Ken Rosenthal of FOX is the latest to fan the flames of a possible Felix Hernandez trade.
Using some the same logic I did in this blog post after Cliff Lee signed with the Phillies in December — namely, Yankee desperation — Rosenthal posits that the planets are aligned for the Mariners to make a blockbuster, 5-for-1 trade with the Yankees. As he sees it, the Mariners should send Hernandez (shown above during Saturday’s intrasquad game) to the Yankees and raid their farm system of every top prospect as a means to hasten their rebuilding process.
Even though Jack Zduriencik continues to flatly rule out a Hernandez trade, and even though Felix has the contractual right to veto a trade to the Yankees and says convincingly he’s extremely happy in Seattle, the rumors and speculation are going to continue. And if the Yankees, who have an unsettled rotation beyond C.C. Sabathia and Phil Hughes, get off to a rocky start and begin to slip behind the Red Sox in the AL East, the “go get Felix” cries among Yankee fans — and media — is going to be deafening. And if the Mariners are buried in the standings by the trade deadline — as could well happen — then the speculation is bound to reach a crescendo.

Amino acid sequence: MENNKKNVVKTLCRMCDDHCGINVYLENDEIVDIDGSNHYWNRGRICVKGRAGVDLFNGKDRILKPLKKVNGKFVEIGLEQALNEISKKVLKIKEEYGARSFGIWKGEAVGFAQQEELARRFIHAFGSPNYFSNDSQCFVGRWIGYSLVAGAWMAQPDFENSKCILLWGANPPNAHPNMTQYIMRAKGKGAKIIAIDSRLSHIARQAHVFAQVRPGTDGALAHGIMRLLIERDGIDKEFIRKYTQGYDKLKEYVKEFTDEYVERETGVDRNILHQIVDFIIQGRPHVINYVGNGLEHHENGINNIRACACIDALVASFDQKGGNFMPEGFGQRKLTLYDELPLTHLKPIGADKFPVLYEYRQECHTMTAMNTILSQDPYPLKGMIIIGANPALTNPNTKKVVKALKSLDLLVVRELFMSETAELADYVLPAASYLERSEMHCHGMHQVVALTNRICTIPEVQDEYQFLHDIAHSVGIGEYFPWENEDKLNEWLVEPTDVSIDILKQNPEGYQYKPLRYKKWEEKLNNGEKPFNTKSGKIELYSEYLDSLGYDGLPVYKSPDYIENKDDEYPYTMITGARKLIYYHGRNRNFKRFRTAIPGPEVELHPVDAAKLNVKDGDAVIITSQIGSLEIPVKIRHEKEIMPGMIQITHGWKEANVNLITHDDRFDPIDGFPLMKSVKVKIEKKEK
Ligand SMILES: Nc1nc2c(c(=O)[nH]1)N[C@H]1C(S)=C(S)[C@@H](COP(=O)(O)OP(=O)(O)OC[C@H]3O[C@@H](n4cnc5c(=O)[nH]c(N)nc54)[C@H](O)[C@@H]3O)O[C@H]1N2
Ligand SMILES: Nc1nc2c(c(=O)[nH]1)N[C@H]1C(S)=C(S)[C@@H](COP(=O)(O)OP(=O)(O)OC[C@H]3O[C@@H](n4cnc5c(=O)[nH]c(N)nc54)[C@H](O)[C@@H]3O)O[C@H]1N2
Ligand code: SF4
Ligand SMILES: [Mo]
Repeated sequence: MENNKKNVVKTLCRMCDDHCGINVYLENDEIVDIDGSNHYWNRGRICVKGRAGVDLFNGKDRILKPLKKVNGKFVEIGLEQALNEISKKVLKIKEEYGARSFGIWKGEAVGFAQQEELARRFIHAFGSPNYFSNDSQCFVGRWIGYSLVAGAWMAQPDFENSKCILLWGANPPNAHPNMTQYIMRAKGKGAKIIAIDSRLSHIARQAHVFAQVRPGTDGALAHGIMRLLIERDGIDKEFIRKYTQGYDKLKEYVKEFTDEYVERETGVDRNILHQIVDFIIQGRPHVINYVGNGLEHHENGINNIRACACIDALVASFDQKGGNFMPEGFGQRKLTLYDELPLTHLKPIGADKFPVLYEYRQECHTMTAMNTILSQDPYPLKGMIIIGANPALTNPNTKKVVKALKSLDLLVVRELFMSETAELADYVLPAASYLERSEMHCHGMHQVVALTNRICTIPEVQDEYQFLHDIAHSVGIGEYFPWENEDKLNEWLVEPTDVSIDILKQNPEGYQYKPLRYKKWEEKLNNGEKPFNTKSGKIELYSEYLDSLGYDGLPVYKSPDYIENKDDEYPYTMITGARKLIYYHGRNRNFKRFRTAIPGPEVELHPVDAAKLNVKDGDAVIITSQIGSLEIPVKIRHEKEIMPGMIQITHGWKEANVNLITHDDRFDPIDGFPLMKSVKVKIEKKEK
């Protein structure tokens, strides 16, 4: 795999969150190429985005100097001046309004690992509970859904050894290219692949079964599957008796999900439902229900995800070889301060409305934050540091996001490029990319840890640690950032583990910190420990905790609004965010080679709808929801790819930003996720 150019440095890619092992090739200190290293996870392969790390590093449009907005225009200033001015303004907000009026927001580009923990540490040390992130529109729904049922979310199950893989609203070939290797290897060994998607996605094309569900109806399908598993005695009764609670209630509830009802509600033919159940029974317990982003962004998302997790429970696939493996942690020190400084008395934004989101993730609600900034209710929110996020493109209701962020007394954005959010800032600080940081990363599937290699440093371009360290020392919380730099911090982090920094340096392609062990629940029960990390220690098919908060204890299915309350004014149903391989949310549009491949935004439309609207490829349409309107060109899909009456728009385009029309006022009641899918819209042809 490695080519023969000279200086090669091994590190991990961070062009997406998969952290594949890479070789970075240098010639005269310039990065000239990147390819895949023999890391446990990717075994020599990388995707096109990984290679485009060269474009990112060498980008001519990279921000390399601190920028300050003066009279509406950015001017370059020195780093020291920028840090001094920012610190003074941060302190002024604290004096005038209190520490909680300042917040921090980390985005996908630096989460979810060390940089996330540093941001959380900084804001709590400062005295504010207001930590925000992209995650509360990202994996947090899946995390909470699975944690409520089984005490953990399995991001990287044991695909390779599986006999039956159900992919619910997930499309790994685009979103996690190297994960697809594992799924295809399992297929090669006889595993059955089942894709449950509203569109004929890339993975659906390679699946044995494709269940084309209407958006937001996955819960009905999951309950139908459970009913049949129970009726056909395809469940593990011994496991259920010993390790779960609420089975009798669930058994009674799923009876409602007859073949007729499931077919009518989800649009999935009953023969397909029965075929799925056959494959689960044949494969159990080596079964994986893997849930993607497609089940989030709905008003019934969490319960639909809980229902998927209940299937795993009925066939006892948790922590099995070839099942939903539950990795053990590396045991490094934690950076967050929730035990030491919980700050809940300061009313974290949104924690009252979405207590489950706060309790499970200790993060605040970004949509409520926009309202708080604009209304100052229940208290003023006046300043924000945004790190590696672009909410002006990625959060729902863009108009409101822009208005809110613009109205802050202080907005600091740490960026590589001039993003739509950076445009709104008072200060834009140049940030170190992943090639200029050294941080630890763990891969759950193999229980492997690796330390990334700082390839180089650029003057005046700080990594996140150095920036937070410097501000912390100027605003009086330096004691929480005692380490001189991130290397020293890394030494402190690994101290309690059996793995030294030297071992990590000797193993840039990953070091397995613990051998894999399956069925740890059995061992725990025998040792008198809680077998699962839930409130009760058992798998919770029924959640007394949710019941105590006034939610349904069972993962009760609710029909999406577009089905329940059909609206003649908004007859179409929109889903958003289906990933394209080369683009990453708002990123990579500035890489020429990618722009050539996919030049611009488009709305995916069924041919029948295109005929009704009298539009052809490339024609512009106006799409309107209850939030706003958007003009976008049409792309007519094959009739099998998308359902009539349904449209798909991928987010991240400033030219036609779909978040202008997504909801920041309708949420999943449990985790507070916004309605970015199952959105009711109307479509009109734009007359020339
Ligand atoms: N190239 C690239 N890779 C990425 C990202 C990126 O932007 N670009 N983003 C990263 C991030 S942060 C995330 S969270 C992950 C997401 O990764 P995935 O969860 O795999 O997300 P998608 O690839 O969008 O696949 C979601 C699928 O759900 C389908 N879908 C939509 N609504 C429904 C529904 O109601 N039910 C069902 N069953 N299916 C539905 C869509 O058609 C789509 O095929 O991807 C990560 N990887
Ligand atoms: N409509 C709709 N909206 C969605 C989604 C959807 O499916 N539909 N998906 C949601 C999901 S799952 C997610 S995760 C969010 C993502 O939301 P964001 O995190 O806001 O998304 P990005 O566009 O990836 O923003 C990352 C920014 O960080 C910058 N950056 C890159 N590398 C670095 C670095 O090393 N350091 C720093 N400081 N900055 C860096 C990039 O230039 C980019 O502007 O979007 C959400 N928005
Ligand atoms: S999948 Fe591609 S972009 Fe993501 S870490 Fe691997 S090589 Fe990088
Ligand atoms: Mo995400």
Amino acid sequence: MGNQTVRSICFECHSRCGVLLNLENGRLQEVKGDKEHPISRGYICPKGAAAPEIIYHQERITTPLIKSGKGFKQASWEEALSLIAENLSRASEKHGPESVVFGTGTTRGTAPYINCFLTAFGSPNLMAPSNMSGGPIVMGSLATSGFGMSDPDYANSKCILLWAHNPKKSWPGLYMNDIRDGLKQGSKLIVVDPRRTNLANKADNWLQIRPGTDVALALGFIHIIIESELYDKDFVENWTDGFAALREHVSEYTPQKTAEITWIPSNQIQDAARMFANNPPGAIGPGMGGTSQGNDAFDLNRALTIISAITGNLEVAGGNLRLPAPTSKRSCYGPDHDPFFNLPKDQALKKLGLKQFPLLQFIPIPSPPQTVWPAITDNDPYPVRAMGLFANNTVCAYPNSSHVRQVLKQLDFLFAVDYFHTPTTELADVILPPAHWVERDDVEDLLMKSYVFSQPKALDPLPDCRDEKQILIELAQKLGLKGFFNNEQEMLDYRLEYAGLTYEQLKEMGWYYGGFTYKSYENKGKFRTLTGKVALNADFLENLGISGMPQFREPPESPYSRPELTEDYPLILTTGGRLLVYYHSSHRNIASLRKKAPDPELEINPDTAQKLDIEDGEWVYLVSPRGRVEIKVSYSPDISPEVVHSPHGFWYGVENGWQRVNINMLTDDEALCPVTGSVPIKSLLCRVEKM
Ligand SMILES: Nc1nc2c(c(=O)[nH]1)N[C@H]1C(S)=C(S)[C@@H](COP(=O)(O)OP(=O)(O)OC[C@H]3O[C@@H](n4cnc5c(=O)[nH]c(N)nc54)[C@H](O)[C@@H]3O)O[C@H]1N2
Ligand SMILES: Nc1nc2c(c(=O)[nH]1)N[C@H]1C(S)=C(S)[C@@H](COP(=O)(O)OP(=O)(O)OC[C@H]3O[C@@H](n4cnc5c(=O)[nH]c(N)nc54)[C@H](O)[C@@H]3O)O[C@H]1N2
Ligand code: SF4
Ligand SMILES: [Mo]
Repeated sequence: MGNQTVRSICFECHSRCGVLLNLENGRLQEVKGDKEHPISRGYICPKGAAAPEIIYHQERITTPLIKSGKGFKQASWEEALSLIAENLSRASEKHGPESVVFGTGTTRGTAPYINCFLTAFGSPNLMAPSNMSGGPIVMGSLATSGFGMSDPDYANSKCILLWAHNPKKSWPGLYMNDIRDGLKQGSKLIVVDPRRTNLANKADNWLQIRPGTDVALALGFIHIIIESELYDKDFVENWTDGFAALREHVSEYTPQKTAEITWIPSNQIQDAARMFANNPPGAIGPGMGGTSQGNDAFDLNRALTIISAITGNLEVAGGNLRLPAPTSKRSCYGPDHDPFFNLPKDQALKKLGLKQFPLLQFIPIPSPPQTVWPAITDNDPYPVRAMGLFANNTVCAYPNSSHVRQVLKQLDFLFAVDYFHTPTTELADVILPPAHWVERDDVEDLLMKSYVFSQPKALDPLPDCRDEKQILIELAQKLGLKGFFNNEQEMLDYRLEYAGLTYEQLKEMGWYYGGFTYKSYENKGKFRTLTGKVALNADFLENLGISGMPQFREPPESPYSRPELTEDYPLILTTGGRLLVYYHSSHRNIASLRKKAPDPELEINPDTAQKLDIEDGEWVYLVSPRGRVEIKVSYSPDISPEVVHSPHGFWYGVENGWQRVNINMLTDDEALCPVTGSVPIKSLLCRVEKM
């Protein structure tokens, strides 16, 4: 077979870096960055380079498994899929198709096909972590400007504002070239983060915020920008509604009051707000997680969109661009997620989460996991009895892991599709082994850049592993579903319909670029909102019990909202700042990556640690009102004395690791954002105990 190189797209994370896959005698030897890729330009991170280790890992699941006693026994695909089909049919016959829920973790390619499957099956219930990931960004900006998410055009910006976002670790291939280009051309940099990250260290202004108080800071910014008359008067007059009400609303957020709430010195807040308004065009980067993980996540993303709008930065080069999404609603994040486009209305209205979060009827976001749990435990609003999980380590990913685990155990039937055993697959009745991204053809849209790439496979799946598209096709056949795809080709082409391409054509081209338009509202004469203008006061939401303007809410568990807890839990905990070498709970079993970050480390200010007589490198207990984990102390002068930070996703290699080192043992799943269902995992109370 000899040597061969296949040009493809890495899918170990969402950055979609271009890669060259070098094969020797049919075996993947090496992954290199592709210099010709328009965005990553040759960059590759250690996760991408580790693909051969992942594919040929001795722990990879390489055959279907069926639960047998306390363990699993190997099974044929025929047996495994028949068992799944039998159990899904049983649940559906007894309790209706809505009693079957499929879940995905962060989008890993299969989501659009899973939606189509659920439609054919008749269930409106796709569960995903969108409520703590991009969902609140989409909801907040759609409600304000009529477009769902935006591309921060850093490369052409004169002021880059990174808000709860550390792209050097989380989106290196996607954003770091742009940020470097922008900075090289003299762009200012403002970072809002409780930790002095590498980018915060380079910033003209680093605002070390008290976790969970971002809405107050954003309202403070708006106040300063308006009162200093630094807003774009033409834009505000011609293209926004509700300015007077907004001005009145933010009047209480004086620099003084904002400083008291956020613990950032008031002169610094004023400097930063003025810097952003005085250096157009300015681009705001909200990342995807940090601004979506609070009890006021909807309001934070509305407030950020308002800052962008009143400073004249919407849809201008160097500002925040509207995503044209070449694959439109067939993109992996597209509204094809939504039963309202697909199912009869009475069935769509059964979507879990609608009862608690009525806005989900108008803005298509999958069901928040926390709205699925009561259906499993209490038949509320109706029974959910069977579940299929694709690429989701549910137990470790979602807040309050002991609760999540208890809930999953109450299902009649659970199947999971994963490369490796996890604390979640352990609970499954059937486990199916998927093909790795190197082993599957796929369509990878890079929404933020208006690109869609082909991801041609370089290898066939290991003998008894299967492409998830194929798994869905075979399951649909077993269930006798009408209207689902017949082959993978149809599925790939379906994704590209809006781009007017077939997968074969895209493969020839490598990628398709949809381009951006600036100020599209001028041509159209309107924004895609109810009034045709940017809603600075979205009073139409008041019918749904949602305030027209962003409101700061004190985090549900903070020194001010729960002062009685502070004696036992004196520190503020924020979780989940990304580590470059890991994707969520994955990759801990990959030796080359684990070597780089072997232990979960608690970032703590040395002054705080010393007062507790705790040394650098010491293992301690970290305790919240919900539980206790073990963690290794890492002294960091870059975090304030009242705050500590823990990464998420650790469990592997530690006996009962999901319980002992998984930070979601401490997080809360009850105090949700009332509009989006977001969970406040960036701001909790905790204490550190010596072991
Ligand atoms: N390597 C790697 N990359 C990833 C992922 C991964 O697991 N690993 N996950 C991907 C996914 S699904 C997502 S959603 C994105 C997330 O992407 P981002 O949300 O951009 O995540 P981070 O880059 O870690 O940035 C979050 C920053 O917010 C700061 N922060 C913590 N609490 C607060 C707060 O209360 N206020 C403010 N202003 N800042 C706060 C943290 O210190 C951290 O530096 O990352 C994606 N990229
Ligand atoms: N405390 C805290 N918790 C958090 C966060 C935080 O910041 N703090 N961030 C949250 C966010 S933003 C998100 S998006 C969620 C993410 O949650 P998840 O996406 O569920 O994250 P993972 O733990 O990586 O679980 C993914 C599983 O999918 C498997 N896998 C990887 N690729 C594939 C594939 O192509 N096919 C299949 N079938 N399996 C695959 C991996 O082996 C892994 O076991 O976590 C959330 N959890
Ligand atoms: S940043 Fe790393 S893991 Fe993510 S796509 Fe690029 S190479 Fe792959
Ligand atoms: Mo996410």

My point in the December blog post was that it wouldn’t hurt to listen, and see if the Yankees are desperate enough to make an offer that is so overwhelming it would be virtually impossible to turn down. But I also fully recognize what a uniquely valuable property Hernandez is for the Mariners, and how reluctant the club is to anger an already skeptical fan base by trading their best and most popular player.
Those kinds of deals — an established player for prospects — are always initially a hard sell, particularly to casual fans who have never heard of, say, Ivan Nova or Dellin Betances. If those players develop into stars, then everyone’s happy in the end. But it can be awfully tough for a franchise as down as the Mariners are right now to be willing to take the blows that would inevitably come their way if they traded Felix Hernandez. And you can make a perfectly reasonable case — as Zduriencik is doing — for using Hernandez as the centerpiece of their rebuilding efforts. His point is that in Hernandez they have the most critical, and elusive, piece in baseball — a bona fide No. 1 pitcher under contract long-term. So rather than trade him, why not build the rest of the team around him? That strategy only works, however, if the other highly touted prospects in the system, like Justin Smoak and Dustin Ackley, come through as expected, and if you do a shrewd job of acquiring ancillary pieces. The jury is still out on that.
I expect the Mariners to continue to take the stance that they will not even entertain a Hernandez trade. But that’s not going to stop everyone else from talking about it.